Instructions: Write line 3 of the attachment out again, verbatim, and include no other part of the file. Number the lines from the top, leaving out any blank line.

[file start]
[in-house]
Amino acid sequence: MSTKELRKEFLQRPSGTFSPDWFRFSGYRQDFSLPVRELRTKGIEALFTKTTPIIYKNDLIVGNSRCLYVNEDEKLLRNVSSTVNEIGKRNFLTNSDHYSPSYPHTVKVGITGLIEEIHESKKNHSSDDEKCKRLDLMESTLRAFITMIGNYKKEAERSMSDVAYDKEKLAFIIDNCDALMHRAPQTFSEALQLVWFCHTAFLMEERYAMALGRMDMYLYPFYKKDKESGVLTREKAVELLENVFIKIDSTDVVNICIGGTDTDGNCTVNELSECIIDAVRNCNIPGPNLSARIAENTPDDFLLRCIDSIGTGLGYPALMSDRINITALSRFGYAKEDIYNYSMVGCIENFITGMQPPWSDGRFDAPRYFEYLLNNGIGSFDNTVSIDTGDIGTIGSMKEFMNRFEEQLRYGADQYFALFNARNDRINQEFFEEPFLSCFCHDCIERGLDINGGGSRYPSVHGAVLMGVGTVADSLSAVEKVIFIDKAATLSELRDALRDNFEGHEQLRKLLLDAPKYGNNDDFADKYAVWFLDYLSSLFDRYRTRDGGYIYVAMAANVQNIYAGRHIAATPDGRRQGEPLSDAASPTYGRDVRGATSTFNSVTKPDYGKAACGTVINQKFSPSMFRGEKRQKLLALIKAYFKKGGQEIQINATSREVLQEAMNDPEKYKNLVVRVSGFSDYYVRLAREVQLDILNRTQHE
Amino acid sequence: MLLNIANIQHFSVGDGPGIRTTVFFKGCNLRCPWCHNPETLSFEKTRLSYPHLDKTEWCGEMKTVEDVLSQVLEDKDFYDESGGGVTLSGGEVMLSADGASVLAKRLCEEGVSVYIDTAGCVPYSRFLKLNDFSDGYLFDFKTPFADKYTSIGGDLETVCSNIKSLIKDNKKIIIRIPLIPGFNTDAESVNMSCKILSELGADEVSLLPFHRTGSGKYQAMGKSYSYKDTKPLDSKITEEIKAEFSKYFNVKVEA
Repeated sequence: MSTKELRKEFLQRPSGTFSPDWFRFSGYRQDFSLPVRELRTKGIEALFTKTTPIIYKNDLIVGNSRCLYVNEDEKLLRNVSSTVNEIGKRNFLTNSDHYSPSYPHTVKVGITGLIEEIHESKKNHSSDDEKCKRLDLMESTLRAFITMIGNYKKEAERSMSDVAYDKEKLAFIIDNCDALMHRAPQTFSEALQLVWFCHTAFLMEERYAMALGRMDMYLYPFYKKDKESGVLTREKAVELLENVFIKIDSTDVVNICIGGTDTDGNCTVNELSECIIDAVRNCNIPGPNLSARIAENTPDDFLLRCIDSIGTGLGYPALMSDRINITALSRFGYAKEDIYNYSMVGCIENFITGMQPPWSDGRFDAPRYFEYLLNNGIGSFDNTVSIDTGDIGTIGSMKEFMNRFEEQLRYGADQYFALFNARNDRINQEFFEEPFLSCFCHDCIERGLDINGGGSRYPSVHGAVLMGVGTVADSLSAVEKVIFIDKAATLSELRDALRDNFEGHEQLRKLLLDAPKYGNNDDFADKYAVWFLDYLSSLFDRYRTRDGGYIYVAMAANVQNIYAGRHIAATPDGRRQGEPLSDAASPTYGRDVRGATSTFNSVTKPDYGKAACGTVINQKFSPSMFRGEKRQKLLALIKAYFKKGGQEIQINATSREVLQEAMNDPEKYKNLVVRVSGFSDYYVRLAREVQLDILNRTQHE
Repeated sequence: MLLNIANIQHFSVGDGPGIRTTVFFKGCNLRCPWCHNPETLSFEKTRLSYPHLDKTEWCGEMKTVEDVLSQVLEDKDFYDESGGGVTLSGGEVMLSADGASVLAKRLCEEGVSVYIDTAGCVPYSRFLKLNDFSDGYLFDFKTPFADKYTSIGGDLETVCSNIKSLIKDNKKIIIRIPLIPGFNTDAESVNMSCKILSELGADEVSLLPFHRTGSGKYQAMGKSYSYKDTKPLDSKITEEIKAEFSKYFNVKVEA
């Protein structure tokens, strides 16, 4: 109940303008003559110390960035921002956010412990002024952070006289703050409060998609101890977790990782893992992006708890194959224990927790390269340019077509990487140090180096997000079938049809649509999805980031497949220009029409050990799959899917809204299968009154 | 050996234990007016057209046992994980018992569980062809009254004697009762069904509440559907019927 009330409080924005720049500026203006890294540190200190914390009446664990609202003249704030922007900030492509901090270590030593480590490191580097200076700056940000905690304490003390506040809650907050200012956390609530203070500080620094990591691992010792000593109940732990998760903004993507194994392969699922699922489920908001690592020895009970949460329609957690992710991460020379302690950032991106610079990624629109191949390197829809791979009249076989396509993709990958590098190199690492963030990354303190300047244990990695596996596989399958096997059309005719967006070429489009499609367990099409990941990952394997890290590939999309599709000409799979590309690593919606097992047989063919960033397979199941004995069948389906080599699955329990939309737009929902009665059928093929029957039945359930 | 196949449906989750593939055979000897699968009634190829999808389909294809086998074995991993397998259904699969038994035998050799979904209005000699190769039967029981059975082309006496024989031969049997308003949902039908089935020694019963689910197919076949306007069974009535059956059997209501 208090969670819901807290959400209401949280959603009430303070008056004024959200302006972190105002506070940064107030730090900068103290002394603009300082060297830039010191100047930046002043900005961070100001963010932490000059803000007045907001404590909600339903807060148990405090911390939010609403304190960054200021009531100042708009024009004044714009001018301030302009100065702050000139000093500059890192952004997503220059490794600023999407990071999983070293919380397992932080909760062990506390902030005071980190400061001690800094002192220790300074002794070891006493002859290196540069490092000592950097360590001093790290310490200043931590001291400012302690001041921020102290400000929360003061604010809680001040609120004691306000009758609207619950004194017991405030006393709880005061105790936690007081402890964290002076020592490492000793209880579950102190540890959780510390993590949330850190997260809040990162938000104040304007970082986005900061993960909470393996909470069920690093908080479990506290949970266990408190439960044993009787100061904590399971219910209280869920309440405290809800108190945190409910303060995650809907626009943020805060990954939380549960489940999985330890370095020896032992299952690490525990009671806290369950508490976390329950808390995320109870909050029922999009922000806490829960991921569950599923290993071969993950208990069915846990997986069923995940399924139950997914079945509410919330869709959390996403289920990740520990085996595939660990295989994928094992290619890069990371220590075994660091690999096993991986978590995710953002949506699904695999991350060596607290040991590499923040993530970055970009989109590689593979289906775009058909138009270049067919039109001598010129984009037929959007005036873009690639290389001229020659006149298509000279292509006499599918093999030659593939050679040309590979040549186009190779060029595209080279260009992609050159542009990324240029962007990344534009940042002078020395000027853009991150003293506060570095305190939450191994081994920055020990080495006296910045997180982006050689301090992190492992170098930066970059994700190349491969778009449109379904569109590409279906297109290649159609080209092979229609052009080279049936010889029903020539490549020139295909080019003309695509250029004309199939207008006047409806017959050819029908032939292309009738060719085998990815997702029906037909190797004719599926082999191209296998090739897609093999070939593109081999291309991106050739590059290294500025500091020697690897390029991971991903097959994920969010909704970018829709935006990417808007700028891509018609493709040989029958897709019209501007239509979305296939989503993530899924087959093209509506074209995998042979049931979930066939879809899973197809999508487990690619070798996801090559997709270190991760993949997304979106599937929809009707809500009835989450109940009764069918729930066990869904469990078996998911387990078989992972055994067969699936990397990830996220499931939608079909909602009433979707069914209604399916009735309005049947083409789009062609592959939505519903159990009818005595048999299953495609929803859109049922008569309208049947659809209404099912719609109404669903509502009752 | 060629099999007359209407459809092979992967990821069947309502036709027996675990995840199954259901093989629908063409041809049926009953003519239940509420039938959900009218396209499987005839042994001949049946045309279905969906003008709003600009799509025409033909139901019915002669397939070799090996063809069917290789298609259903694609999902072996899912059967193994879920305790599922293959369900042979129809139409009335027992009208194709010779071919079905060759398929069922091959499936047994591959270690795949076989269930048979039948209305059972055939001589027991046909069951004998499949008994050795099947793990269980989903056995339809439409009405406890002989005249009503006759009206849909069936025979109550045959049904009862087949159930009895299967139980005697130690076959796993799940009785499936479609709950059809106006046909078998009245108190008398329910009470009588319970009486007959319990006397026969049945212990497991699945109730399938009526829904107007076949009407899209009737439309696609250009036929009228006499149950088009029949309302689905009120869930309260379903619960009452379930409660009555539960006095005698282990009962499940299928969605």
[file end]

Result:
Amino acid sequence: MLLNIANIQHFSVGDGPGIRTTVFFKGCNLRCPWCHNPETLSFEKTRLSYPHLDKTEWCGEMKTVEDVLSQVLEDKDFYDESGGGVTLSGGEVMLSADGASVLAKRLCEEGVSVYIDTAGCVPYSRFLKLNDFSDGYLFDFKTPFADKYTSIGGDLETVCSNIKSLIKDNKKIIIRIPLIPGFNTDAESVNMSCKILSELGADEVSLLPFHRTGSGKYQAMGKSYSYKDTKPLDSKITEEIKAEFSKYFNVKVEA